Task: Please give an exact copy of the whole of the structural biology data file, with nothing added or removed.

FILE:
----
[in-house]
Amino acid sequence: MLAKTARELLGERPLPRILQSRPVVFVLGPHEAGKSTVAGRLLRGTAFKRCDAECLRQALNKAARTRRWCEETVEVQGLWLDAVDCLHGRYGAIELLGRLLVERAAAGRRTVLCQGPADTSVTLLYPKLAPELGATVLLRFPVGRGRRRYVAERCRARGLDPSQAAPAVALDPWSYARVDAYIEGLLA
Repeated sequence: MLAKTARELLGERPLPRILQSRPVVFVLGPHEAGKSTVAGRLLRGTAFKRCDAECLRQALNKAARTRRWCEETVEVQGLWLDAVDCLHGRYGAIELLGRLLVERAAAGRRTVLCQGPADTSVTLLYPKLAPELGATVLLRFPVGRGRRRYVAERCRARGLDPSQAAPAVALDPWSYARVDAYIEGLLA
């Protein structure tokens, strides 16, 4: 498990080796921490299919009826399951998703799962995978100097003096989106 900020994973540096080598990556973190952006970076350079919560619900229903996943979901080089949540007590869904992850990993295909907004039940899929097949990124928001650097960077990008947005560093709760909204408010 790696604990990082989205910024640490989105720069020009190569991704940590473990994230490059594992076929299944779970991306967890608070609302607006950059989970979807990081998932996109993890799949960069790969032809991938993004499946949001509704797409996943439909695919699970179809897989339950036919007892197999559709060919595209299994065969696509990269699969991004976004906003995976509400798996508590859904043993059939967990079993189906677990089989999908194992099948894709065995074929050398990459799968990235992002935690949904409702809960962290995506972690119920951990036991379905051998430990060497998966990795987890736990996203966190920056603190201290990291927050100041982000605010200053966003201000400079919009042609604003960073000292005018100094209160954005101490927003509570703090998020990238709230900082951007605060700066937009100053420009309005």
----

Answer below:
[in-house]
Amino acid sequence: MLAKTARELLGERPLPRILQSRPVVFVLGPHEAGKSTVAGRLLRGTAFKRCDAECLRQALNKAARTRRWCEETVEVQGLWLDAVDCLHGRYGAIELLGRLLVERAAAGRRTVLCQGPADTSVTLLYPKLAPELGATVLLRFPVGRGRRRYVAERCRARGLDPSQAAPAVALDPWSYARVDAYIEGLLA
Repeated sequence: MLAKTARELLGERPLPRILQSRPVVFVLGPHEAGKSTVAGRLLRGTAFKRCDAECLRQALNKAARTRRWCEETVEVQGLWLDAVDCLHGRYGAIELLGRLLVERAAAGRRTVLCQGPADTSVTLLYPKLAPELGATVLLRFPVGRGRRRYVAERCRARGLDPSQAAPAVALDPWSYARVDAYIEGLLA
């Protein structure tokens, strides 16, 4: 498990080796921490299919009826399951998703799962995978100097003096989106 900020994973540096080598990556973190952006970076350079919560619900229903996943979901080089949540007590869904992850990993295909907004039940899929097949990124928001650097960077990008947005560093709760909204408010 790696604990990082989205910024640490989105720069020009190569991704940590473990994230490059594992076929299944779970991306967890608070609302607006950059989970979807990081998932996109993890799949960069790969032809991938993004499946949001509704797409996943439909695919699970179809897989339950036919007892197999559709060919595209299994065969696509990269699969991004976004906003995976509400798996508590859904043993059939967990079993189906677990089989999908194992099948894709065995074929050398990459799968990235992002935690949904409702809960962290995506972690119920951990036991379905051998430990060497998966990795987890736990996203966190920056603190201290990291927050100041982000605010200053966003201000400079919009042609604003960073000292005018100094209160954005101490927003509570703090998020990238709230900082951007605060700066937009100053420009309005």